Over the last couple of weeks or so, there’s been an interesting mini-debate of sorts taking place via the Shooting People Screenwriting bulletin along the lines that exposure to film and TV images can have (supposedly) a corrupting influence.
Here’s Alan McKenna:
It seems exposure to violent images predisposes us to greater tolerance of violence. Not a lot of doubt I'm afraid.
And here’s Allen O’Leary:
I've come across some interesting research lately about TV watching and behaviour. Take a read of this http://esciencenews.com/articles/2008/09/25/risky.behaviors.tv.may.be. (...)
Precis: If you haven't had the experience of a risky sexual behaviour and you watch programs that show that risky behaviour you are more likely do it later REGARDLESS of whether the consequences of the behaviour are shown to be bad in the program.
That's very interesting indeed and implies there is a critical failure in programs that supposedly model bad behaviour as an 'educational' device - they could back-fire horribly...
And here’s Elisabeth Pinto:
My conclusion... was it was nigh-on impossible to make an anti-war film even if the film explicitly set out to do so. Not for physiological reasons per se but because of the nature of film narrative (which may amount to the same thing). By giving a sense of control over events (A happens, followed by B, followed by C etc), it is only too easy to project yourself into the action in a positive way. Which you end up doing because film romanticises and mythologises everything. And we all know how human beings yearn for myths...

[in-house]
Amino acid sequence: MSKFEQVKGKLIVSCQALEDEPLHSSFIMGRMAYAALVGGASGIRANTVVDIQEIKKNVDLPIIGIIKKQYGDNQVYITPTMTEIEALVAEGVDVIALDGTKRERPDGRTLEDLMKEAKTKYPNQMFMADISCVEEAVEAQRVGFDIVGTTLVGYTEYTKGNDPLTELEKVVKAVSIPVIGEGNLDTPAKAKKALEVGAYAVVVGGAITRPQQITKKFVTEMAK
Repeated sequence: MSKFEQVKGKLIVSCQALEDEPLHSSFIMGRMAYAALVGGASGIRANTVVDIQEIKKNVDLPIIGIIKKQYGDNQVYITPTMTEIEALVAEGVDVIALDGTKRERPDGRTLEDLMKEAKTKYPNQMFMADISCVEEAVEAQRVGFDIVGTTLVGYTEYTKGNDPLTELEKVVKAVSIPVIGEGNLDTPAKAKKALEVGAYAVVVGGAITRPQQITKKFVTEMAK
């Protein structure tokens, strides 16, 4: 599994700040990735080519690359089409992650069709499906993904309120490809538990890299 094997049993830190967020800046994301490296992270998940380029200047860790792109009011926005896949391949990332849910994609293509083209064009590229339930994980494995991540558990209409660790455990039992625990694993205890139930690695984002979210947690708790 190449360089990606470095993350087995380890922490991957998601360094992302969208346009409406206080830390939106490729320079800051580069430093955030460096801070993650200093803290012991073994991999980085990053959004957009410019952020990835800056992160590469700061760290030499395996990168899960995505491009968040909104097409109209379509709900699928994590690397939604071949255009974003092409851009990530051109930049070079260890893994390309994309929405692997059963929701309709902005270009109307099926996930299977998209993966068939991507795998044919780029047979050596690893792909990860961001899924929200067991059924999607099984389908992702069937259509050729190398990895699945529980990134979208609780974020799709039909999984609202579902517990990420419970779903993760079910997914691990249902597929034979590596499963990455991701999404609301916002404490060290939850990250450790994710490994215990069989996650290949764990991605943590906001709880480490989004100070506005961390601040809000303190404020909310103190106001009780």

With all due respect to these good people, I’m convinced that they are all totally, utterly wrong. But instead of merely stating that they’re wrong and leaving it at that, armed with my Psychology A level, I’m going to dig about and unearth some evidence as to why. In the meantime, here’s I.C. Jarvie from his book Towards a Sociology of the Cinema:
While people believed (believe?) that film and television do influence their children, and that if the programming is bad, then their children will be, too. Studies such as those done by Himmelwit (TV and the Child, London, 1958) and Schramm (TV in the Lives of Our Children, Stanford, 1961) reveal that this is untrue. Film may influence us toward good or evil, but if it does, then the way we are is much more complicated than what it seems to be on the surface, and it could even possibly be counterintuitive.